Myelodysplastic syndromes

What causes myelodysplastic syndromes?

The development of MDS involves a series of genetic changes in a hematopoietic stem cell. These changes alter normal cell growth and differentiation (development into different types of blood cells). This results in an accumulation of abnormal, immature cells in the bone marrow and the impaired creation of new blood cells. Genetic changes leading to the development of MDS may result from an inherited predisposition, or from damage to a cell's DNA ( a somatic mutation) caused by exposure to chemotherapy, radiation, viral infection, or certain chemicals (e.g., benzene). It is classified as "secondary" MDS when it is due to aggressive treatment of other cancers. It also occurs in heavily pre-treated people with autologous bone marrow transplants.

MDS sometimes runs in families. While the condition itself is not inherited, a person may inherit a predisposition to MDS due to a mutation in the GATA2 gene, TERC gene, or TERT gene.

Approximately 80% of people with MDS do not have an obvious exposure or cause for MDS. In these cases, the disorder is classified as "primary" or "idiopathic" MDS.

Last updated on 05-01-20

What genes are on chromosome 20q12, and what do these genes do?

Deletions of the long arm of chromosome 20, often written as del(20q), occur in less than 5 percent of cases of myelodysplastic syndrome (MDS). Further studies are needed to determine exactly which genes on chromosome 20 are involved in the development of MDS. Chromosome 20 likely contains between 700 and 800 genes, which perform a variety of different roles in the body. Studies suggest that some of the genes may play critical roles in controlling the growth and division of cells.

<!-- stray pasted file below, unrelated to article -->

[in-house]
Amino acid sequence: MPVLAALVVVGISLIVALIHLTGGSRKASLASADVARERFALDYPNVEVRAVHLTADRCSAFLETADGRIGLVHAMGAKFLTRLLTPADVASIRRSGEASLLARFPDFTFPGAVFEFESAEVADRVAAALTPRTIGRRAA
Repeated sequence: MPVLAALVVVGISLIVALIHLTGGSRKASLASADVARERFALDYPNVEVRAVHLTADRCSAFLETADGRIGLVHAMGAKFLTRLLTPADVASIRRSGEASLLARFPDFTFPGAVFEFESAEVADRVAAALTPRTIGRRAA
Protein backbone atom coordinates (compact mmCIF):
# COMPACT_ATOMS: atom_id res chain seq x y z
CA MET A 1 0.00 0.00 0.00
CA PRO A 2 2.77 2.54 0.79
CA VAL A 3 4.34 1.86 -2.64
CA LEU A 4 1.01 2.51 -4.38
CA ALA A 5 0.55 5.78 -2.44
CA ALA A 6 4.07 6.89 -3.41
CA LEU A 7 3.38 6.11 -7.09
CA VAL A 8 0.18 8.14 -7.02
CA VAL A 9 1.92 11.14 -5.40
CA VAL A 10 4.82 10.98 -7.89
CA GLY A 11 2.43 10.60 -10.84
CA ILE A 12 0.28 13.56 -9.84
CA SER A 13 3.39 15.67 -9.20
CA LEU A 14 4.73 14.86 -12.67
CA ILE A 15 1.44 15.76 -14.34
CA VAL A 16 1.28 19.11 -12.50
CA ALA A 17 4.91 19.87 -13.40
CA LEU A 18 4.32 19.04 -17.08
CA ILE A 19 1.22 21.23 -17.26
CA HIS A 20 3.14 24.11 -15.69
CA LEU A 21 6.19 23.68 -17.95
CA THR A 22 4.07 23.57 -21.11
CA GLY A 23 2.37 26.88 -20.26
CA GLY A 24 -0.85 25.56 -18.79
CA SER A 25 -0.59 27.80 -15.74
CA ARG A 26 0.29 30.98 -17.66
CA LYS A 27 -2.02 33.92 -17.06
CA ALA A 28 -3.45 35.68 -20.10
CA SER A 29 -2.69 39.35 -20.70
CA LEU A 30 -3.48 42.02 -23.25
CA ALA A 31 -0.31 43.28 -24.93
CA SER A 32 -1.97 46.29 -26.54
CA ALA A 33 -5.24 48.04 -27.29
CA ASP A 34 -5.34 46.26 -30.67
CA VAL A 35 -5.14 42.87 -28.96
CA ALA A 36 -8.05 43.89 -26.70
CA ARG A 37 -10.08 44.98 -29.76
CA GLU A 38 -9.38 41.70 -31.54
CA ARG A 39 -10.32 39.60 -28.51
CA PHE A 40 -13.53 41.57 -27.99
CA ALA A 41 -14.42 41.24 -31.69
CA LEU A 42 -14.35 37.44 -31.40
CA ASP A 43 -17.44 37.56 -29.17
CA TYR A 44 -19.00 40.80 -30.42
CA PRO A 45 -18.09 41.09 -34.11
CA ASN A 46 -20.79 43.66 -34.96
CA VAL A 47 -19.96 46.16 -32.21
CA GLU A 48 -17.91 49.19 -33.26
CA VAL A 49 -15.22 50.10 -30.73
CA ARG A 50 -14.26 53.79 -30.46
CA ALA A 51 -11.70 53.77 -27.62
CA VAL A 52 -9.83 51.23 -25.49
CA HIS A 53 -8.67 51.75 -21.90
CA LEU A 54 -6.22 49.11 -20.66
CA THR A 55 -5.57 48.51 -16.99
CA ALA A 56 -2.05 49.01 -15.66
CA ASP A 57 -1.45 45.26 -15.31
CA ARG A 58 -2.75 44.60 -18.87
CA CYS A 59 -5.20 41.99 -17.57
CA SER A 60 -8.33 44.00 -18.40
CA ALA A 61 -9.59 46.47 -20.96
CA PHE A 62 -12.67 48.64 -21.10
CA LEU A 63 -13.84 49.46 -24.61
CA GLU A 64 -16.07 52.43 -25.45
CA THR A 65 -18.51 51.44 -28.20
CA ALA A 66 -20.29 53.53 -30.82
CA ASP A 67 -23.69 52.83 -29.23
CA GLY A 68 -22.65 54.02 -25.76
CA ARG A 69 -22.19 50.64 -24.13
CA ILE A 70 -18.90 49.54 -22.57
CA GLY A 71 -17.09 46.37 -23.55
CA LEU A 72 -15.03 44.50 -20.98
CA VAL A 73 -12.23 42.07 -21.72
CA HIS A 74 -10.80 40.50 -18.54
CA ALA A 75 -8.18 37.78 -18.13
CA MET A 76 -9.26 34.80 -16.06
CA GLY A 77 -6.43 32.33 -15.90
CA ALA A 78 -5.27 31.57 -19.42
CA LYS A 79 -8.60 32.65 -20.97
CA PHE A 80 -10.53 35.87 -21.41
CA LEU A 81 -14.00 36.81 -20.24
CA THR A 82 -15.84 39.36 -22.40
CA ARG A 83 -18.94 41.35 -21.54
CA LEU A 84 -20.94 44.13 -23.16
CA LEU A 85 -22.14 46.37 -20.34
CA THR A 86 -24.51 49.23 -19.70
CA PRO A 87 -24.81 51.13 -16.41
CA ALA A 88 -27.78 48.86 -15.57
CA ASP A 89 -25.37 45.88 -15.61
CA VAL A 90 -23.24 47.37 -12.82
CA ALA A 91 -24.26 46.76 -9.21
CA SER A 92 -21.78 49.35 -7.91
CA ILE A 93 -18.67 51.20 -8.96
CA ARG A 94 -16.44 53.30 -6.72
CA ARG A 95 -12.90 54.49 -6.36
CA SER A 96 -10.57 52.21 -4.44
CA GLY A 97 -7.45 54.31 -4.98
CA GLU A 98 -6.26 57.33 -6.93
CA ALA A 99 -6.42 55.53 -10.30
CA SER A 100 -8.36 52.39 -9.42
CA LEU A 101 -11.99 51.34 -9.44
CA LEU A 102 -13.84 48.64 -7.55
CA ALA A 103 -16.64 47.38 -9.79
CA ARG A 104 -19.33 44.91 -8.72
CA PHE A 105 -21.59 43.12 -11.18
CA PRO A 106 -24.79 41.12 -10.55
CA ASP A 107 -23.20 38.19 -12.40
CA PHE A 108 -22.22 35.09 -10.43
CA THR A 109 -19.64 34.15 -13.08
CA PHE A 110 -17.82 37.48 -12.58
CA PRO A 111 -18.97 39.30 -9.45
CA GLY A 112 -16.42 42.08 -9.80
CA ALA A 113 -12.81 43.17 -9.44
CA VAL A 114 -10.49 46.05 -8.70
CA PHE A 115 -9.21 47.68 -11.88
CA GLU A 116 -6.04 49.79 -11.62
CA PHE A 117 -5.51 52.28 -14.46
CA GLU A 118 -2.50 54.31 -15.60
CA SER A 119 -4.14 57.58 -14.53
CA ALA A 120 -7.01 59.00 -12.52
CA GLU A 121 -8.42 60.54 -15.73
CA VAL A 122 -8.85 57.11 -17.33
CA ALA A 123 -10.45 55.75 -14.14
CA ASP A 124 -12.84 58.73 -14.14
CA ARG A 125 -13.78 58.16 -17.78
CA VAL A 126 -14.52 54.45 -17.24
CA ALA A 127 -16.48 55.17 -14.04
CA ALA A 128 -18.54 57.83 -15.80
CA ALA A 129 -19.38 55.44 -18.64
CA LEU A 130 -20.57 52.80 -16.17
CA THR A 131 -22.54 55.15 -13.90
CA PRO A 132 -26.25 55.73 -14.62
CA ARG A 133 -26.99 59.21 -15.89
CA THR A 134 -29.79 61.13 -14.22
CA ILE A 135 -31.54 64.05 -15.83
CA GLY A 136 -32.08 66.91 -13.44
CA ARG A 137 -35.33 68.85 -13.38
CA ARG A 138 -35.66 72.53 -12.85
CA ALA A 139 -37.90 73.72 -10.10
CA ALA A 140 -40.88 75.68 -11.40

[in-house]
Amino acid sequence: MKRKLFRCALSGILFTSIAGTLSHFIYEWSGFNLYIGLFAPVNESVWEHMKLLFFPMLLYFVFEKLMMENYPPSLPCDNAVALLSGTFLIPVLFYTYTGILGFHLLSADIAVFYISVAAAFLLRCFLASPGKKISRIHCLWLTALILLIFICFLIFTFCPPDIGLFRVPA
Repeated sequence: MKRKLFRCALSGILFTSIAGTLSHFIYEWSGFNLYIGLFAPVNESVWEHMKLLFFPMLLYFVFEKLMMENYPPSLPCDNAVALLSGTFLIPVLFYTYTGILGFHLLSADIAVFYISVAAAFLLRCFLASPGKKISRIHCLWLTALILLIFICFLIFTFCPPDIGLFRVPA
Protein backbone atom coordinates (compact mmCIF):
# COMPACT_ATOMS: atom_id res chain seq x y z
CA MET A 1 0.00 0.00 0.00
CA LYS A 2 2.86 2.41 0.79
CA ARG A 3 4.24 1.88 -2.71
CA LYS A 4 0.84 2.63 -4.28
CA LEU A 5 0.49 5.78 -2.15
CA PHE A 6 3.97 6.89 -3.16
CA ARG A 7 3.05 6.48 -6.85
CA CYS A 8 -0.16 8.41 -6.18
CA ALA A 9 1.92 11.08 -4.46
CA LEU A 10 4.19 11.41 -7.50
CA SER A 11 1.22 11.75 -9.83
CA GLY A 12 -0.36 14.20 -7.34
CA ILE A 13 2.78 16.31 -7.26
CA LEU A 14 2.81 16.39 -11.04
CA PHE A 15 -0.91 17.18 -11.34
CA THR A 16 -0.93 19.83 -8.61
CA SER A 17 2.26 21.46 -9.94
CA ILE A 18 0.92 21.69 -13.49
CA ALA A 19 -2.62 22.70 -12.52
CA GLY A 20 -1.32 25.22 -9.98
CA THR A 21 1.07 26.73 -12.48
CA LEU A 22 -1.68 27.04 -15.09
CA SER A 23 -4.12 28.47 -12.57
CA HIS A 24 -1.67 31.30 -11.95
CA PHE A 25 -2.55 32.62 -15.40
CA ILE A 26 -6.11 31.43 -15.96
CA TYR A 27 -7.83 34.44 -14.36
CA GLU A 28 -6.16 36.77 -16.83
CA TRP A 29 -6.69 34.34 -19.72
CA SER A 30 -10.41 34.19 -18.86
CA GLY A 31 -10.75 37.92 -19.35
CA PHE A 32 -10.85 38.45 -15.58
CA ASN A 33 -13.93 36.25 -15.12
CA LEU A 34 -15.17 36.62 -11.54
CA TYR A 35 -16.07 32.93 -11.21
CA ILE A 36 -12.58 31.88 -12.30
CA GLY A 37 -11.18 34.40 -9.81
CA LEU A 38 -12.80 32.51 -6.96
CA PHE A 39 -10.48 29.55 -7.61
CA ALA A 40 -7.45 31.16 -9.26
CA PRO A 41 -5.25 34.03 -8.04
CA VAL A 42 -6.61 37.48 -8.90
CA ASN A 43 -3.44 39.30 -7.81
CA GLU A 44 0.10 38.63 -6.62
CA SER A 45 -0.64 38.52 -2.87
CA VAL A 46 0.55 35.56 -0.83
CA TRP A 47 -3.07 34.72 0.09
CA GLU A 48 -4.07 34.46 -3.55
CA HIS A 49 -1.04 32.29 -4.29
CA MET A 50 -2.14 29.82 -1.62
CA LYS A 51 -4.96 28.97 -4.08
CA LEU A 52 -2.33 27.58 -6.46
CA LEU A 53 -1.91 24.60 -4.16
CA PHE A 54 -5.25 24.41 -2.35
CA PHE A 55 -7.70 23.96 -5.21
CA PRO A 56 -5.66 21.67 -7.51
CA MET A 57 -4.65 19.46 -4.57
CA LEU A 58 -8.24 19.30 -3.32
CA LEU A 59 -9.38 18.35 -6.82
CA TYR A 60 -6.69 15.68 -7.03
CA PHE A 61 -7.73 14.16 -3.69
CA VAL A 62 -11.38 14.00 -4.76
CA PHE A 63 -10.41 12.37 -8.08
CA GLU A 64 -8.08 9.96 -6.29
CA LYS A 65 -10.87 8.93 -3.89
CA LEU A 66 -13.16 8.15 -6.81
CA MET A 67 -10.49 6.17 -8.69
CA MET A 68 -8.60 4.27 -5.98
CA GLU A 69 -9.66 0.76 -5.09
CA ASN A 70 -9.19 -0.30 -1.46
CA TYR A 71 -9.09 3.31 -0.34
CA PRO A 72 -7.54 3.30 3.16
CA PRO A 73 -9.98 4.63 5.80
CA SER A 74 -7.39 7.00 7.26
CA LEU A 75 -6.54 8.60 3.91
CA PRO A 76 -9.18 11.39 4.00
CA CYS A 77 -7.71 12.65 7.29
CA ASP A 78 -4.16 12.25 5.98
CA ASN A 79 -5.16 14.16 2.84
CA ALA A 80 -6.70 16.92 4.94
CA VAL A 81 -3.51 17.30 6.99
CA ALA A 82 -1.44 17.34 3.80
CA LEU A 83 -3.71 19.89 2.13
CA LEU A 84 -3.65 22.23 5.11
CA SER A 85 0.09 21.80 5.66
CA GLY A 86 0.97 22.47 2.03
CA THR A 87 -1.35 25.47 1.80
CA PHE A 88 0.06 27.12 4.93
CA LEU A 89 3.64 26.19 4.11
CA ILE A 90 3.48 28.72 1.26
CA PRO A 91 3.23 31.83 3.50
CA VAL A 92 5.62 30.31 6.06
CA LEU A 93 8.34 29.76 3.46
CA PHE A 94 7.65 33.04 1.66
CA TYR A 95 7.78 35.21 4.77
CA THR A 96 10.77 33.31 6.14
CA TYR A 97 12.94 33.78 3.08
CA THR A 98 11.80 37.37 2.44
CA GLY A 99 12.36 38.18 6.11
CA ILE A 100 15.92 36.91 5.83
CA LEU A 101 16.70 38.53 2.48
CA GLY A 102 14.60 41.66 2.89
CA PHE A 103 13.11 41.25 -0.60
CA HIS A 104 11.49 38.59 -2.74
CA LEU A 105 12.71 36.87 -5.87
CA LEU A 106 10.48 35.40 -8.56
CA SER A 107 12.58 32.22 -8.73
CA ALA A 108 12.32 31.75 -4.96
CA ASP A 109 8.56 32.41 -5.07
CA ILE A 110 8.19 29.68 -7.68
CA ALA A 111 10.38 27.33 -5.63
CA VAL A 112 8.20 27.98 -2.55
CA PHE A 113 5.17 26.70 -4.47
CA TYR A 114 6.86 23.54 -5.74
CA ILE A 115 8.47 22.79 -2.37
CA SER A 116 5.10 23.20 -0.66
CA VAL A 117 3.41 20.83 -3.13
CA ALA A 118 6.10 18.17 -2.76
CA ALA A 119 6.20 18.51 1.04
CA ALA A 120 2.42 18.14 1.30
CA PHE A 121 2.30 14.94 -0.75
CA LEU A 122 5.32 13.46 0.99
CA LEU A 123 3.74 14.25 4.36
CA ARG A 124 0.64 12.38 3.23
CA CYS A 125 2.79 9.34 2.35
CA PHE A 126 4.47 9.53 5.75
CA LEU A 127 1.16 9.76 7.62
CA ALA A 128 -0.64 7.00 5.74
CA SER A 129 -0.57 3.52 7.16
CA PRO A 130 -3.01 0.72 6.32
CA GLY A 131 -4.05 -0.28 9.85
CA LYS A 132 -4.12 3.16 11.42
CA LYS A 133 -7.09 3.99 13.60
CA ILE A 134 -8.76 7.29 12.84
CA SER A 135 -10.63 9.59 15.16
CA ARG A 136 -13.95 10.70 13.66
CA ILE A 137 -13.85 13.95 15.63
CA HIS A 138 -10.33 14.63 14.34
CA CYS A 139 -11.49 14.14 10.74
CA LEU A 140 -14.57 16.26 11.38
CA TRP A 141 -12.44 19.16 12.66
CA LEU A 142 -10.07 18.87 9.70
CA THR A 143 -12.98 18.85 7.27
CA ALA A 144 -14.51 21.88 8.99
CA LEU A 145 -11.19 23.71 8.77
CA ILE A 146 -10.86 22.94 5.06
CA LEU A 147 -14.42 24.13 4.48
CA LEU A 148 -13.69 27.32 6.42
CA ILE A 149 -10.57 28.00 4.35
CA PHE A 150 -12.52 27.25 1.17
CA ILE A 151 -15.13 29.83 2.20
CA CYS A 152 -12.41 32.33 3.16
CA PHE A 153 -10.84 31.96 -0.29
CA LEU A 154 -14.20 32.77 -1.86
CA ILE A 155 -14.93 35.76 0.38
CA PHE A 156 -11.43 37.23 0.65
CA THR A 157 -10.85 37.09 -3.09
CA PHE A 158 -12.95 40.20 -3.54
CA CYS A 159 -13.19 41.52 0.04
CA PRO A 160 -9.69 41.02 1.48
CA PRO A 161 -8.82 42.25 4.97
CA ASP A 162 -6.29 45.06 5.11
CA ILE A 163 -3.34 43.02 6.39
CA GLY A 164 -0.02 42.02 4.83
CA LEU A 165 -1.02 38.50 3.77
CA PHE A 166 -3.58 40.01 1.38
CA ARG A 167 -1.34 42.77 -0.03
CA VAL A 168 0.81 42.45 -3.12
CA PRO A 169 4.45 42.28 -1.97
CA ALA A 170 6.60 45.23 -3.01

A map of the genes on chromosome 20q12 can be viewed on the National Center for Biotechnology Information's Web site by clicking here. Alternatively, a more exhaustive list of the genes on chromosome 20q12 can also be viewed on this site by clicking here. Clicking on the name of the gene will lead to a summary of the gene, including any disorders with which it is known to be associated. Unfortunately, there is not currently a "patient-friendly" resource that lists and/or explains all of the genes on chromosome 20q12. A meeting with a genetics professional may be able to offer additional information about these genes and their functions.

Last updated on 05-01-20

Name: American Cancer Society 250 Williams Street NW
Atlanta, GA, 30329, United States
Toll Free: 1-800-227-2345 Url:
Name: Leukemia and Lymphoma Society 3 International Drive, Suite 200
Rye Brook, NY, 10573, United States
Phone: 1-(888) 557-7177 (general) Toll Free: 1-(800) 955-4572 (patients and families) Email: Url:
Name: Aplastic Anemia and MDS International Foundation 4330 East-West Highway, Suite 230
Bethesda, MD, 20814 , United States
Phone: +1-301-279-7202 Toll Free: 1-800-747-2820 Option 2 (Helpline) Fax : +1-301-279-7205 Email: Url:
Name: The MDS Foundation 4573 South Broad St., Suite 150
Yardville, NJ, 08620, United States
Phone: 1-609-298-1035 Toll Free: 1-800-MDS-0839 Fax : 1-609-298-0590 Email: Url: Contact form:

Note, these links are external searches against the National Laboratory of Medicine's drug database. You may need to adjust the search if there are no results found.

Drug Name Generic Name
Revlimid lenalidomide

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